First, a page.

The aim of our study was to examine recent trends in prescribing patterns of vitamin D supplementation in children. We quantified temporal changes in the incidence of vitamin D prescriptions issued by GPs in a UK population-based study. Moreover, we examined the proportions of prescriptions by type of supplementation, dose and dosing schedule, as well as the proportions that can be linked to 25(OH)D laboratory test results and clinical symptoms suggestive of vitamin D deficiency.


Data source

We obtained electronic health records from patients registered with UK general practices contributing to The Health Improvement Network (THIN). The THIN database contains anonymised data from 744 general practices using the Vision computer system (In Practice Systems, London, UK). Data are from all patients in participating practices unless individual patients opt out of THIN. It contains data of approximately 16 million patients which has been shown to be broadly representative of the UK population in terms of age, sex, prevalence of medical conditions and mortality rates.44 As of 2015, the THIN dataset is reported to cover 6% of the UK population.45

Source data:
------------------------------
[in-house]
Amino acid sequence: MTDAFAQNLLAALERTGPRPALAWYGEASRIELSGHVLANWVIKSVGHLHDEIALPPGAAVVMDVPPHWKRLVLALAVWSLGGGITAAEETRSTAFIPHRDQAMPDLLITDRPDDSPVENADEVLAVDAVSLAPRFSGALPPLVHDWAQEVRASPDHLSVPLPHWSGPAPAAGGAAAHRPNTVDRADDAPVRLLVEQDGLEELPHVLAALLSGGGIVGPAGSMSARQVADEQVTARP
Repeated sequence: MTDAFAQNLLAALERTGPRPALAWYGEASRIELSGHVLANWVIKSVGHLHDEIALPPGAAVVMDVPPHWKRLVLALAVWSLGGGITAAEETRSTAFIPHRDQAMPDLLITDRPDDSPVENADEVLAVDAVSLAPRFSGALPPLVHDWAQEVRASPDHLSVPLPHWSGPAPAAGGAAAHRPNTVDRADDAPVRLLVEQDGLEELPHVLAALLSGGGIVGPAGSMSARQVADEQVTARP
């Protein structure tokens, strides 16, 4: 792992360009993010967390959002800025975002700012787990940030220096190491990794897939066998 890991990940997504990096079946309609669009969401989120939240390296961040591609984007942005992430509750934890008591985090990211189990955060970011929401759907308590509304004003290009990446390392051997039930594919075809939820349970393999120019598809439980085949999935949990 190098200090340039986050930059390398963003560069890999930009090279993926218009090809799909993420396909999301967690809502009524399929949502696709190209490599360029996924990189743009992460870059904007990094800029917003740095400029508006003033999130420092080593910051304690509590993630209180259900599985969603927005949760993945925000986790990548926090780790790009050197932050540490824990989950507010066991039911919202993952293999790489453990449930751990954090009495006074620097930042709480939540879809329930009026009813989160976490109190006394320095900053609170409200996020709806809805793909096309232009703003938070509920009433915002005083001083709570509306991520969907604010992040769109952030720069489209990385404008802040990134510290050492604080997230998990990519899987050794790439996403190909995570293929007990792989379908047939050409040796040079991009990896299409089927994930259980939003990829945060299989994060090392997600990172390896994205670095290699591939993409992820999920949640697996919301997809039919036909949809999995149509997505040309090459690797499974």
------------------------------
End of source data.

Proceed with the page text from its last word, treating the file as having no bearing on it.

THIN contains information on diagnoses, laboratory tests, symptoms and hospital referrals, as well as basic sociodemographic information. Clinical events and diagnoses are recorded using a hierarchical coding system called Read codes.46 THIN also includes records of all prescriptions issued and these are linked to the British National Formulary. Prescribing data are particularly well recorded in THIN since the computerised entry made by the GP is directly used to issue a prescription to the patient. Prescribing data in THIN has been shown to be comparable to data on dispensed prescriptions with a mean practice redemption rate for all prescribing of 98.5%.47

Study population